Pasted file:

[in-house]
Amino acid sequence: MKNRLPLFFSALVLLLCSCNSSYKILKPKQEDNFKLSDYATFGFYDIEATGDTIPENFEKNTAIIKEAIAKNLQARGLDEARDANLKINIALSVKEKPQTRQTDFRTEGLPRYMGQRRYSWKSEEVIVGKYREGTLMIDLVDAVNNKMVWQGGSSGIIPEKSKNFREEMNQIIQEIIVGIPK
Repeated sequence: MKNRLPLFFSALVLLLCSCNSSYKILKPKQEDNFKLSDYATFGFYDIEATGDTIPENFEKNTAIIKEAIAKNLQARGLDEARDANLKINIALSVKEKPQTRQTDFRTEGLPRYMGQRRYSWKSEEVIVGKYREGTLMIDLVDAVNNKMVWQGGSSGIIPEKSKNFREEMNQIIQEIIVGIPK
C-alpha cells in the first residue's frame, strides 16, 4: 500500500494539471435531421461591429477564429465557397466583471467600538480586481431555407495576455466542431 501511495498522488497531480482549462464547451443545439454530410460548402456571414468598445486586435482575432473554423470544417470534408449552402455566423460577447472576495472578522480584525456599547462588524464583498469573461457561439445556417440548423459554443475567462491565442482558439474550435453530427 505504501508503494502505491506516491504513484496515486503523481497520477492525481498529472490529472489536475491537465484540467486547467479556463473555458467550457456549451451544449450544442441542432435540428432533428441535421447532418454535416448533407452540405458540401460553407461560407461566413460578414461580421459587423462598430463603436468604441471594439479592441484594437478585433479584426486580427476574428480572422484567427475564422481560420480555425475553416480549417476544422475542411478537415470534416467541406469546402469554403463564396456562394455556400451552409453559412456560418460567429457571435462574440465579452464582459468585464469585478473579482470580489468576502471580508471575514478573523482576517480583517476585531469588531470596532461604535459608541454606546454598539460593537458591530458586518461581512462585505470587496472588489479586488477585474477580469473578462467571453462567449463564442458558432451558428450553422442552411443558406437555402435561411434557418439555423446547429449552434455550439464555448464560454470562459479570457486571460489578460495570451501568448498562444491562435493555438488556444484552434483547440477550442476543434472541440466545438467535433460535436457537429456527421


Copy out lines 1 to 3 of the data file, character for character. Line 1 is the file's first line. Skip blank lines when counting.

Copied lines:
[in-house]
Amino acid sequence: MKNRLPLFFSALVLLLCSCNSSYKILKPKQEDNFKLSDYATFGFYDIEATGDTIPENFEKNTAIIKEAIAKNLQARGLDEARDANLKINIALSVKEKPQTRQTDFRTEGLPRYMGQRRYSWKSEEVIVGKYREGTLMIDLVDAVNNKMVWQGGSSGIIPEKSKNFREEMNQIIQEIIVGIPK
Repeated sequence: MKNRLPLFFSALVLLLCSCNSSYKILKPKQEDNFKLSDYATFGFYDIEATGDTIPENFEKNTAIIKEAIAKNLQARGLDEARDANLKINIALSVKEKPQTRQTDFRTEGLPRYMGQRRYSWKSEEVIVGKYREGTLMIDLVDAVNNKMVWQGGSSGIIPEKSKNFREEMNQIIQEIIVGIPK